You should never remove the chain brake from your blade especially if you are not a professional. Hobbyists and DIYers alike please, just keep the brake on the chainsaw.

Loan Your Chainsaw with Caution

While it may sound amusing, lending your chainsaw to a family member, neighbour, or anyone unfamiliar with its operation can be a risky proposition. There’s a chance that the chainsaw may not return to you in the same condition you lent it out, especially if the borrower is not well-versed in its proper usage.

Cutting Through Soil, Mushy, or Decaying Trees

While it might seem like common sense, it’s important to emphasize that using your chainsaw to cut through dirt, rotting trees, or mushy materials is a surefire way to accelerate the dulling of your chainsaw blade. Not only will the abrasive qualities of soil and decaying wood wear down the chain rapidly, but there’s also a risk of experiencing kickback when the chainsaw comes into contact with the ground.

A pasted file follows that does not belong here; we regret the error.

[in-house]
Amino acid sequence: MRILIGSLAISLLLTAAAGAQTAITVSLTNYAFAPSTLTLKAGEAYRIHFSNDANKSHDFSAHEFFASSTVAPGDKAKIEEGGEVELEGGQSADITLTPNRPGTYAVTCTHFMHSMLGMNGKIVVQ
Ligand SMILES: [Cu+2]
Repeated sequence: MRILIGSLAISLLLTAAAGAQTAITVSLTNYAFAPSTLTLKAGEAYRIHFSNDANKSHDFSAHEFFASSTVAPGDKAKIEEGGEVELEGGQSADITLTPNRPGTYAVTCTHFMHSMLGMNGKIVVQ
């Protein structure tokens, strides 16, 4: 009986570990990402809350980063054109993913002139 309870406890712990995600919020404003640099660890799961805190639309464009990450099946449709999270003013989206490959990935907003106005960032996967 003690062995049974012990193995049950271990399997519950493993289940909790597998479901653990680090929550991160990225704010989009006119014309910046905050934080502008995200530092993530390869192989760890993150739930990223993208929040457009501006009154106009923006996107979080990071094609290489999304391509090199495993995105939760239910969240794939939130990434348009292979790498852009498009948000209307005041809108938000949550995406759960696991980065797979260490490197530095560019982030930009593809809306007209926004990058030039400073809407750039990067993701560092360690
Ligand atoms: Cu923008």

Here’s why this is problematic:

  1. Dull Blade: Soil, rot, and mushy wood contain abrasive particles that can quickly blunt the sharp cutting teeth of your chainsaw chain. Dull blades not only make cutting less efficient but also increase the likelihood of dangerous kickback.
  2. Kickback Hazard: When the chainsaw touches the ground or encounters unexpected resistance, it can result in a violent and potentially dangerous kickback. This can lead to a loss of control over the chainsaw and poses a significant safety risk to the operator.

To avoid these issues and maintain the longevity of your chainsaw, it’s crucial to use it solely for its intended purpose: cutting wood. If you need to remove a tree that has fallen or is in a challenging position, it’s best to clear the area around the trunk before using the chainsaw to avoid contact with soil or rotting wood. Always prioritize safety by wearing appropriate protective gear and using your chainsaw in a manner consistent with recommended guidelines.

Using the Correct Fuel for Your Two-Stroke Engine

When you’re dealing with a two-stroke engine, it’s vital to use the appropriate gasoline. Make sure you choose a gas can that contains the right gasoline-oil mixture. To avoid any mix-up, a helpful practice is to use a smaller gas can exclusively for the correct fuel mixture and clearly label it for easy identification. This ensures that you consistently use the right type of gas for your two-stroke engine, maintaining its performance and longevity.